They can fit in the size of your hand and they have been in the hands of Evansville Police officers for close to a month. But police and community leaders say the body-worn cameras have already had a big impact in just the first month.
The Evansville Police Department outfitted nearly 200 of it's officers with the body-worn cameras last month. The technology and it's $190,000 cost was paid for using drug seizure money, according to Evansville Police Sergeant Jason Cullum.
While many might attribute this sweeping policy change to the high-profile George Madison incident last August, Sgt. Cullum said the department had been researching and experimenting with body cameras for a couple years. The cameras must be turned on during official duties, according to department policies. Sgt. Cullum said this includes traffic stops, dispatched runs and similar activities. There are major consequences for officers who fail to comply with the new policy, according to Sgt. Cullum.
While there was some initial brush-back from older officers, Sgt. Cullum said the cameras have already paid some immediate dividends.
"We've had two officers get complaints filed against them and those officers were immediately exonerated because of the videos that were on there," Sgt. Cullum said. "[One complaint] came from a female. She alleged that the officer made very specific comments. We were able to watch the video and those comments were never made. In that case, it would have definitely been a 'he said, she said' and we could hit play and we would be done with it.
"We had a minoirity individual that was arrested. His claims to the sergeant when he was interviewed after the incident fell back to race. We were able to review the video itself and clearly that was not the case."
The technology isn't in place to solely protect the poliice from bogus complaints. Reverend Gerald Arnold, the President of the NAACP Evansville Chapter, said the body cameras can also protect the the public.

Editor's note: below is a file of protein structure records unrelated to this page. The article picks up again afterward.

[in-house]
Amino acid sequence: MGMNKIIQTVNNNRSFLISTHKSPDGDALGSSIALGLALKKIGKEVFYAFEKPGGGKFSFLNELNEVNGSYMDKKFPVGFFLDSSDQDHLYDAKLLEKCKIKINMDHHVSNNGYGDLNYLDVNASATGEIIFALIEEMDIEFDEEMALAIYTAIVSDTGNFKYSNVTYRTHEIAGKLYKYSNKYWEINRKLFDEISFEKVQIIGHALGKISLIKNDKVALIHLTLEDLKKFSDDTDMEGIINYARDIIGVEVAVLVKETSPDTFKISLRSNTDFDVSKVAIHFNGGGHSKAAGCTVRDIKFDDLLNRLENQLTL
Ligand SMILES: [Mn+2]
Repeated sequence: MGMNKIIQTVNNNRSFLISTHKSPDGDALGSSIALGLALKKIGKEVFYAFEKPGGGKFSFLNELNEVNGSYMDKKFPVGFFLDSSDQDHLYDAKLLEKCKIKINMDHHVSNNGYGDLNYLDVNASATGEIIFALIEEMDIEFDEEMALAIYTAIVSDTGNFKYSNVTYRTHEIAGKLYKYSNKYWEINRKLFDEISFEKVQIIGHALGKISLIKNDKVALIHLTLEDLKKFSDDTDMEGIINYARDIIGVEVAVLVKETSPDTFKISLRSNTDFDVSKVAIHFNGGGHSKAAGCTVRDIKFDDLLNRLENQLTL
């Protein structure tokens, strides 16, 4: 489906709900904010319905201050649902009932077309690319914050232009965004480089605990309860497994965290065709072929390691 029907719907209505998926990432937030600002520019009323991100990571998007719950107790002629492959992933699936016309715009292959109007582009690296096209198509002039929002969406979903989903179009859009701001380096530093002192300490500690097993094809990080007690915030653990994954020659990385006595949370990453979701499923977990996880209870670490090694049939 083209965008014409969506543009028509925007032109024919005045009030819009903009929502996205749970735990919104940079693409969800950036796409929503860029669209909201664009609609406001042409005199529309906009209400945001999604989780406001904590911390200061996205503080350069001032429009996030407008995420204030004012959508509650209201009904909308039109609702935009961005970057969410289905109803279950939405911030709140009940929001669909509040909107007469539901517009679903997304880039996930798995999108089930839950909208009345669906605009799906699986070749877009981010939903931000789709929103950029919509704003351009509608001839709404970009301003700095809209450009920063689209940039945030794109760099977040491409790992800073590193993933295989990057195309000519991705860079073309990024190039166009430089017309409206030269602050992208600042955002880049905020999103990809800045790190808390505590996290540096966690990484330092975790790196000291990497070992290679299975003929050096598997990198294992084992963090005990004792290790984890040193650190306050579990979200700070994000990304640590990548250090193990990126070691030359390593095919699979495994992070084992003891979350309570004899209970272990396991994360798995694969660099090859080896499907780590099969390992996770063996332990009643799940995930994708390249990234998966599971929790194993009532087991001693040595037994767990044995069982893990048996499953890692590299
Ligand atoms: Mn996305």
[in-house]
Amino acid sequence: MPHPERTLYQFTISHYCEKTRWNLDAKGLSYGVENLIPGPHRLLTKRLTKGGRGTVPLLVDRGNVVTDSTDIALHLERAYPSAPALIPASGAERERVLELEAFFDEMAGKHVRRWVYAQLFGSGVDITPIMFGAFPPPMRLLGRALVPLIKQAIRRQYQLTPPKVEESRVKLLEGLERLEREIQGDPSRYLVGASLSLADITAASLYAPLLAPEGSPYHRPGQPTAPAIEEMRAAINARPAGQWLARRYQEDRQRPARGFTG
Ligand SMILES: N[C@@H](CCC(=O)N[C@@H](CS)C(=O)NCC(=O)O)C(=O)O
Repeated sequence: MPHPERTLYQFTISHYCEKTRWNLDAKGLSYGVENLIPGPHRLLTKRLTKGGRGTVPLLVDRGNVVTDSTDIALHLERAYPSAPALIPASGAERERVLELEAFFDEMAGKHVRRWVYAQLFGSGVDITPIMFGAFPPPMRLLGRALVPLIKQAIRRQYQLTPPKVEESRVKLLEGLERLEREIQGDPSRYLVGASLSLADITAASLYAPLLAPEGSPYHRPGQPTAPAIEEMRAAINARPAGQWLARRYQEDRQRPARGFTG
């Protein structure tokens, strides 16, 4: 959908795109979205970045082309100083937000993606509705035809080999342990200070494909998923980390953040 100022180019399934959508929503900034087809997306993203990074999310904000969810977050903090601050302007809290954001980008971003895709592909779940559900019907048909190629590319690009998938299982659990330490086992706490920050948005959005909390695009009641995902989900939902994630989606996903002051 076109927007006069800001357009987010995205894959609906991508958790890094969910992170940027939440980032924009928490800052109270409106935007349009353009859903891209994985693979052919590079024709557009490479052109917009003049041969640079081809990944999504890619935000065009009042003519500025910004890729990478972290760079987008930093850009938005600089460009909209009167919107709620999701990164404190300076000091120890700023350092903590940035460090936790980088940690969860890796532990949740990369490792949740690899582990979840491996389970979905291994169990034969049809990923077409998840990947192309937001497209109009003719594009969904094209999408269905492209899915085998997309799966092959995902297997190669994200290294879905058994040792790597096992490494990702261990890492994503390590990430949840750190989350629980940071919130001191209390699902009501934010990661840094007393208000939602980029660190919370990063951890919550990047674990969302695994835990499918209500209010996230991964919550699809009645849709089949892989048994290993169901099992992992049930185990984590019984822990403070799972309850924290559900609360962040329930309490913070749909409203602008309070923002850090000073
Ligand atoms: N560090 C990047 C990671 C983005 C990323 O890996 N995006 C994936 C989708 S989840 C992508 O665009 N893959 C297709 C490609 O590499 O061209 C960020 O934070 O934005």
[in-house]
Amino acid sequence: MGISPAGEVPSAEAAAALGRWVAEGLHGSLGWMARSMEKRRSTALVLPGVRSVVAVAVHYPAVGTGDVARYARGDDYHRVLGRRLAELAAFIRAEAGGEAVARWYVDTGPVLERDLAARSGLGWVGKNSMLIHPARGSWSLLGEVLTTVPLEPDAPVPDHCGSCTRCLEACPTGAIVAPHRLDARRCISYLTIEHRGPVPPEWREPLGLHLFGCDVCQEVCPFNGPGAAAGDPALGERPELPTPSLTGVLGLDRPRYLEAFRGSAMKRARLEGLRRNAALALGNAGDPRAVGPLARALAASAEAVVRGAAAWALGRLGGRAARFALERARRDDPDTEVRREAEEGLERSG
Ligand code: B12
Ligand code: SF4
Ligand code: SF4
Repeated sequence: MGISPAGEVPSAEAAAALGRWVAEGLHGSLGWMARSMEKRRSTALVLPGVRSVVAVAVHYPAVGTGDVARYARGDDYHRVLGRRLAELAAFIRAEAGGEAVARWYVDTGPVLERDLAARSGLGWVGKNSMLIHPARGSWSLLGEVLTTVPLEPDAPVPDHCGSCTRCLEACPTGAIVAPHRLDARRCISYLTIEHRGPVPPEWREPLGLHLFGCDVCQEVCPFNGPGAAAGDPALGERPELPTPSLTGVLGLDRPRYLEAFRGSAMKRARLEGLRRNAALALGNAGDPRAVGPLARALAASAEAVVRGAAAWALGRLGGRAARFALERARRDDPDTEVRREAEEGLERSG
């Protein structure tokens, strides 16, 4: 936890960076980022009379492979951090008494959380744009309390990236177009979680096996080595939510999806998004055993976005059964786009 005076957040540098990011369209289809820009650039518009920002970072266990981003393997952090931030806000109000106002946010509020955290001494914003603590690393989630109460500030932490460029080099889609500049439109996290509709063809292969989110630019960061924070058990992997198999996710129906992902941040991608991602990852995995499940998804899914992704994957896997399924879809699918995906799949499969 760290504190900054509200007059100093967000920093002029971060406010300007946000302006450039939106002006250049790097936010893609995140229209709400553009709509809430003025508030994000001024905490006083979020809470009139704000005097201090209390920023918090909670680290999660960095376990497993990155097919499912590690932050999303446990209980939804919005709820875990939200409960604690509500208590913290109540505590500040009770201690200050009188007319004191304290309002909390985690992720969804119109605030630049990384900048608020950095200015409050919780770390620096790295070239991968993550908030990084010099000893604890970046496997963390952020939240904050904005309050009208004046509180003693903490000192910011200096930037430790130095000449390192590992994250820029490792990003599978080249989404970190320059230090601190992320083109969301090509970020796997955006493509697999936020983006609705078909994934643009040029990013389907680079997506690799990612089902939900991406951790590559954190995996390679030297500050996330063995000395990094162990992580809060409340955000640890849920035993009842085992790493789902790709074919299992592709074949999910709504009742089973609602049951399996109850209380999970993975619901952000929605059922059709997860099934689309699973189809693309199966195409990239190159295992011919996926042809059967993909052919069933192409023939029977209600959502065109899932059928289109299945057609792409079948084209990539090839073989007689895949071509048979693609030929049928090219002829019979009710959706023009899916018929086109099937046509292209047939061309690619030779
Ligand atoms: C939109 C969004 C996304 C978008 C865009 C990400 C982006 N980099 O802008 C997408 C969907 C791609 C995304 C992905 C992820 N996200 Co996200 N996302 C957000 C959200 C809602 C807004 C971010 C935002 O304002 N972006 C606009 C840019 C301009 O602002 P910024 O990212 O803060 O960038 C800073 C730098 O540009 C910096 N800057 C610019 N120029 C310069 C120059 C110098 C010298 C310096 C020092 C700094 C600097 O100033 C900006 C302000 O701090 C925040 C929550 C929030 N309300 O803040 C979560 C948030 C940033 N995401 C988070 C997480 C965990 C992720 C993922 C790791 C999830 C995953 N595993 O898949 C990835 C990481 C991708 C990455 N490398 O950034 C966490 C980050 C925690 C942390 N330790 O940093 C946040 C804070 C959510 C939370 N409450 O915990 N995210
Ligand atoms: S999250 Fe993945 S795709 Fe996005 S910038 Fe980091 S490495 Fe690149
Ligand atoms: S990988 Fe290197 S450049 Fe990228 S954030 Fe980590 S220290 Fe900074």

"History tells us and some of the incidents that we've had tell us that this is a good thing," Rev. Arnold said. "When the camera is on, you have to be on your best behavior."
"If we could go out and show exactly what happened, it's not so much that we can prove that the person is lying," Sgt. Cullum said. "It's that we can re-assure the community that we're doing a good job."
Studies suggest it's the cameras themselves that do a good job of protecting the police and the public. According to a study of the Rialto, CA Police Department, the number of complaints filed against officers wearing body cameras dropped 88%. The use of force, according to the study, also dropped 60%. These statistics came after just the first year of officers wearing body cameras.
"We really hope that we see those same numbers," Sgt. Cullum said. "Since we've only had them for about a month, it's a little hard to tell. A year from now we'll be able to see what numbers we had."
"If you're trying to instigate the situation to rev up the officer's engine, it will make you more accountable," Rev. Arnold said. "If the officer is being over-aggressive, it will make him or her more responsible. Those cameras become that other 'officer' that helps us interpret really what actually went wrong."
Sgt. Cullum said the cameras also save countless hours spent on internal investigations into officer complaints.
"With the video of one of the complaints, it was only seven minutes," Sgt. Cullum said. "It took the internal affairs seven minutes to end the investigation."
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